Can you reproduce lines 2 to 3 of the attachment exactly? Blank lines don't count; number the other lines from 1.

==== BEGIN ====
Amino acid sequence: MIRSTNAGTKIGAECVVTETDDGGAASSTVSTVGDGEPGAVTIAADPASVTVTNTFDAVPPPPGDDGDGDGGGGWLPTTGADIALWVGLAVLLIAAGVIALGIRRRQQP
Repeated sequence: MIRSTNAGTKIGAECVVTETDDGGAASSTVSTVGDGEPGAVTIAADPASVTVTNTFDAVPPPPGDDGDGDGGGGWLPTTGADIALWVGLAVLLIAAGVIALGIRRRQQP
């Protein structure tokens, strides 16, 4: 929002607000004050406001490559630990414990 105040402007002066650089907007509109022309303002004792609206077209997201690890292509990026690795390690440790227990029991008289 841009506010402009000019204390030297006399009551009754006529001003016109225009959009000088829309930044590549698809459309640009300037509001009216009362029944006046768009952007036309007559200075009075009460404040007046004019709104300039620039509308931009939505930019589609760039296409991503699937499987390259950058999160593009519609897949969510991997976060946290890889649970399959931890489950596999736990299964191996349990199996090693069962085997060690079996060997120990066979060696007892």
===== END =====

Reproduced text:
Repeated sequence: MIRSTNAGTKIGAECVVTETDDGGAASSTVSTVGDGEPGAVTIAADPASVTVTNTFDAVPPPPGDDGDGDGGGGWLPTTGADIALWVGLAVLLIAAGVIALGIRRRQQP
């Protein structure tokens, strides 16, 4: 929002607000004050406001490559630990414990 105040402007002066650089907007509109022309303002004792609206077209997201690890292509990026690795390690440790227990029991008289 841009506010402009000019204390030297006399009551009754006529001003016109225009959009000088829309930044590549698809459309640009300037509001009216009362029944006046768009952007036309007559200075009075009460404040007046004019709104300039620039509308931009939505930019589609760039296409991503699937499987390259950058999160593009519609897949969510991997976060946290890889649970399959931890489950596999736990299964191996349990199996090693069962085997060690079996060997120990066979060696007892």